Because the differential system uses your brakes to aid traction, excessive heat and wear may be generated on your rear brakes during track driving. A mechanical LSD can help reduce this.


Do I need a mechanical LSD for....

... daily driving? No.

... "spirited" canyon driving? No. If you're regularly overwhelming the electronic differential on public roads, please start autocrossing or track driving your car instead.

... drag racing? Maybe. The electronic differential is very good providing straight line traction. A mechanical LSD is likely not going to make a big difference here. On the highest levels of the sport, maybe an LSD would make a difference. At that point you may be better off with a locking one instead though.

... track/autocross? Maybe. BMW's differential braking system works rather well even for autocrossing or track driving. Don't be afraid to track/autocross your car in stock trim. A mechanical differential will make a big difference in controllability and confidence here so there is a definite benefit for track junkies and autocrossers.

... drifting events? Most likely. More control = better drifts.

---

Revisions:
2012-07-16 Added comment on brakes
2012-07-18 Removed friction comparison statement

Last edited by int2str; 07-18-2012 at 05:59 PM.
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      07-16-2012, 02:50 PM   #2
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The problem with the eLSD - or at least my problem with it - is thats its a reactionary system. Despite how sensitive the sensors are or how quickly and accurately the rear brakes can be applied it still takes time.

The eLSD also changes the handling balance of the car by applying braking force to slow a wheel rather than clutch friction on a shaft. Using the eLSD vs not using it will result in a different attitude (ie roll or squat angle) for both cases.

It all makes a difference.
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      07-16-2012, 02:54 PM   #3
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Yep, nearly worthless system. When running the Ortega Hwy, Mullholland or GMR, the 1er was constantly roasting the inside tire, something my M Coupe with an honest to god LSD rarely did, even with an E30 rear suspension and a much shorter wheelbase.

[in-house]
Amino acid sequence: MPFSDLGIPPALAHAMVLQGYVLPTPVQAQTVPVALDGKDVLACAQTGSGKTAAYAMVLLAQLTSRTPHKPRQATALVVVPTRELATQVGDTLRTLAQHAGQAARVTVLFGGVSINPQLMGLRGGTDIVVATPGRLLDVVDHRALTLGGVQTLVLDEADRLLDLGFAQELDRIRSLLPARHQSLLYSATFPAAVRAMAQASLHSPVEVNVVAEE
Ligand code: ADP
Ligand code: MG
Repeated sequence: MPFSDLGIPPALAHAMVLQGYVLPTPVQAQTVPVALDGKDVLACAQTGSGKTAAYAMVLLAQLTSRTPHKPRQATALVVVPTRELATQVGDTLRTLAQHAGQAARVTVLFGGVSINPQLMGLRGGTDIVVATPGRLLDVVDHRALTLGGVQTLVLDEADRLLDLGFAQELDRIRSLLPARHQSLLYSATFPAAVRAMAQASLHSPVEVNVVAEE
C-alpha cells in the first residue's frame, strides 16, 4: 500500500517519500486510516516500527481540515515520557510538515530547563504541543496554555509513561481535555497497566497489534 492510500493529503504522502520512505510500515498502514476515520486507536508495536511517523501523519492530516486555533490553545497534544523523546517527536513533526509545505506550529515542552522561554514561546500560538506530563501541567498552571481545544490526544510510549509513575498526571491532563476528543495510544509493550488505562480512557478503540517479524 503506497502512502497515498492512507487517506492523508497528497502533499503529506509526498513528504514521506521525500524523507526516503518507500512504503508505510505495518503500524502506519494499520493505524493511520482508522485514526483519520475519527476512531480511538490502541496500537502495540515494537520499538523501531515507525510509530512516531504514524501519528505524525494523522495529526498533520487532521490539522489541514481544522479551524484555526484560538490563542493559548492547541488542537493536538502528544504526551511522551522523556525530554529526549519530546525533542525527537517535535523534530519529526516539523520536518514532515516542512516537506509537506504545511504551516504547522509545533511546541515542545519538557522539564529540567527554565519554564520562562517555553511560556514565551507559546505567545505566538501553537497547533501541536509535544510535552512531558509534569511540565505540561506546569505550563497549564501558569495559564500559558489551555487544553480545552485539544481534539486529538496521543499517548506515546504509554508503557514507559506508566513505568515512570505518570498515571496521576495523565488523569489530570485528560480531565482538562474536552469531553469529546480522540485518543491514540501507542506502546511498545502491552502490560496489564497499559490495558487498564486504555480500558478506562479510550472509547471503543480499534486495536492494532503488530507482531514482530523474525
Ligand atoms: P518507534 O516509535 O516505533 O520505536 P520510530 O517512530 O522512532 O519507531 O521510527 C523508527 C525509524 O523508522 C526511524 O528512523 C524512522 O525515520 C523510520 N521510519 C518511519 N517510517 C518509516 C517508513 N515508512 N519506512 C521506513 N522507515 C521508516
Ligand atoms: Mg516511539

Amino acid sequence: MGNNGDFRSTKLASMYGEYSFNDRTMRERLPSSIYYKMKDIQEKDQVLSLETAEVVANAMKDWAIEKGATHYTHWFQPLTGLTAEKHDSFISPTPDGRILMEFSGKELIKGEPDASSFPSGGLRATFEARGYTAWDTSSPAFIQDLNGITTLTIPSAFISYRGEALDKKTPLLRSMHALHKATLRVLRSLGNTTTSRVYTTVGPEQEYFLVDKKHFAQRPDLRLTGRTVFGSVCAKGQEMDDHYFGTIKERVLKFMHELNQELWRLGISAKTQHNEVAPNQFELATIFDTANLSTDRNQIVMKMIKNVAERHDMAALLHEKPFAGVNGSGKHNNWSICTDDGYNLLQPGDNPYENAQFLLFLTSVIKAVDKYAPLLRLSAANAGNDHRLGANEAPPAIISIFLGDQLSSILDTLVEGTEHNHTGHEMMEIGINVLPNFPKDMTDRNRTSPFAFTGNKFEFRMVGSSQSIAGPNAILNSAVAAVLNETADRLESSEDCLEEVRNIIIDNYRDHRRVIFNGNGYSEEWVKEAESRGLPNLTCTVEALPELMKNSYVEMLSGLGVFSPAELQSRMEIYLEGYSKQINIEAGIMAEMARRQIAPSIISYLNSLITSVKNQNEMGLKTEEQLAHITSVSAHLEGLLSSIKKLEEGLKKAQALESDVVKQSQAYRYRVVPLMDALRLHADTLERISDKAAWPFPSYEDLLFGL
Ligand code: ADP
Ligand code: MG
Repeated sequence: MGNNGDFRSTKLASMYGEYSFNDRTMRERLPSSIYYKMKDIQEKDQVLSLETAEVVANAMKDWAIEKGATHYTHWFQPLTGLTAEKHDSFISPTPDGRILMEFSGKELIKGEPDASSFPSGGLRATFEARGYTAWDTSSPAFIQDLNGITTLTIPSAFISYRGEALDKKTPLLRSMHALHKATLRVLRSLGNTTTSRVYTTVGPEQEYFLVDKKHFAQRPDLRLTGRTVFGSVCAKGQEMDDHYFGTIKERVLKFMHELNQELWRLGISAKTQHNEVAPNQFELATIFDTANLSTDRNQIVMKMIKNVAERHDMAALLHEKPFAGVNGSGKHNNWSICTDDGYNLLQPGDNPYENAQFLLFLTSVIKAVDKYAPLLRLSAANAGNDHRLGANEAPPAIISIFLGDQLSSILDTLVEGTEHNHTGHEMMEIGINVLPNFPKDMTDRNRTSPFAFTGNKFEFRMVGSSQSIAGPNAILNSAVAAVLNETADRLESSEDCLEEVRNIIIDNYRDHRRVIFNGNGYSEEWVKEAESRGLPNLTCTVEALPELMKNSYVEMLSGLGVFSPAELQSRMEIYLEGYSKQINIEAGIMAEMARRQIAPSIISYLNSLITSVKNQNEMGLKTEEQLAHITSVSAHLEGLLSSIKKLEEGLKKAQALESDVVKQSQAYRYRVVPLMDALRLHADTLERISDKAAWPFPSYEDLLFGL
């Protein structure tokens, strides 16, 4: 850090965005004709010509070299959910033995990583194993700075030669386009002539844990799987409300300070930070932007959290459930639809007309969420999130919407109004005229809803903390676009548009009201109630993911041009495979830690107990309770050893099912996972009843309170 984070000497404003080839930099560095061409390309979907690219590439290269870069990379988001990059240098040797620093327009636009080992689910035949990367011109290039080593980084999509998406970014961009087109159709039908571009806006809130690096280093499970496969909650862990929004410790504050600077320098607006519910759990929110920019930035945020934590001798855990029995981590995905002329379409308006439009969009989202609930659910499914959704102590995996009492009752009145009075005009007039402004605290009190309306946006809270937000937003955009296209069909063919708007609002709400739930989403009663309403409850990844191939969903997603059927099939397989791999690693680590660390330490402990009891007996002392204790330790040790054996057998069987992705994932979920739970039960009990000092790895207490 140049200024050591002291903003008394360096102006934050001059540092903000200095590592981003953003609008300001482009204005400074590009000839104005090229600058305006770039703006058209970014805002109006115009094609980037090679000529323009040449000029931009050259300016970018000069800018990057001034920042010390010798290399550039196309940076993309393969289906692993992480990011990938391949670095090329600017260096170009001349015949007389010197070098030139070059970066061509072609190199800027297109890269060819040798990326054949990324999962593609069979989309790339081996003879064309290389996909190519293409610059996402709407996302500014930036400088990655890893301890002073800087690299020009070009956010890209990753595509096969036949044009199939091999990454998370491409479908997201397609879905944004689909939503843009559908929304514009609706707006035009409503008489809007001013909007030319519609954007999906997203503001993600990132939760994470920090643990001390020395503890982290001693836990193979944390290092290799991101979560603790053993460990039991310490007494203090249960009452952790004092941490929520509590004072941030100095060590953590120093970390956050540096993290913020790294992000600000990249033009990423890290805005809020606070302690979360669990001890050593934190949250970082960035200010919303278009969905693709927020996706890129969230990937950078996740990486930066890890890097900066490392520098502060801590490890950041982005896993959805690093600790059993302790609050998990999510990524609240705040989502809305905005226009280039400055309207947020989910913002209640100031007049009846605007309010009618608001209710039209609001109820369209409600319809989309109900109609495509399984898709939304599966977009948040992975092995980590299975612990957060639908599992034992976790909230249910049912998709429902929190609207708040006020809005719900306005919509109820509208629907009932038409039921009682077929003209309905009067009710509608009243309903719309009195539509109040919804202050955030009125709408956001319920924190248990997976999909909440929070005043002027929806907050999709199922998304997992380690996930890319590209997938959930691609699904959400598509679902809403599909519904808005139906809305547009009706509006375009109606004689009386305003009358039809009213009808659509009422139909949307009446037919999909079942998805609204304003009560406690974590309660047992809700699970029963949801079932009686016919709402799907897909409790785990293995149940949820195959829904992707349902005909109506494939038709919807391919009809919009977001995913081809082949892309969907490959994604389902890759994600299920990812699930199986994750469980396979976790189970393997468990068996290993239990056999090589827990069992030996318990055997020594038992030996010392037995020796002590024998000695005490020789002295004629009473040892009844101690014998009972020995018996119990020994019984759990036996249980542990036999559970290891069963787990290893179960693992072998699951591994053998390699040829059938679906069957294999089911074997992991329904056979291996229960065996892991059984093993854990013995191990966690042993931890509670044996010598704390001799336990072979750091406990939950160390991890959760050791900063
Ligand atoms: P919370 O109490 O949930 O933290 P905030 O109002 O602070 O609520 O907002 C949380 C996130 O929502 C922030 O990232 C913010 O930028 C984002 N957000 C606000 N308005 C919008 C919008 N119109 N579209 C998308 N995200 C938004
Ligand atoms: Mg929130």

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      07-16-2012, 02:55 PM   #4
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Quote:
Originally Posted by BrokenVert View Post
The problem with the eLSD - or at least my problem with it - is thats its a reactionary system. Despite how sensitive the sensors are or how quickly and accurately the rear brakes can be applied it still takes time.
While that is technically true, the system also anticipates. In the graph I posted above, the brake was actually applied without the inner wheel braking traction at all. But as mentioned above, this is where the mechanical LSD provides more "positive" feedback to the driver and thus feels more connected.

Quote:
The eLSD also changes the handling balance of the car by applying braking force to slow a wheel rather than clutch friction on a shaft.
The reasoning here is not correct. The brakes apply friction to the outside end of the drive shaft. A mechanical LSD applies friction to the inside end of the drive shaft (or better half shaft). Same difference in regards to handling.
The bigger difference come from how much friction (and when) is applied.

Quote:
Using the eLSD vs not using it will result in a different attitude (ie roll or squat angle) for both cases.
Please elaborate further as it's not clear what you mean here.
Also note that you do not have an option of "not using" eLSD.
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      07-16-2012, 02:58 PM   #5
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Quote:
Originally Posted by Red Bread View Post
Yep, nearly worthless system.
This is not very helpful and misleading.
Please back up statements like this with better data.

Quote:
When running the Ortega Hwy, Mullholland or GMR, the 1er was constantly roasting the inside tire,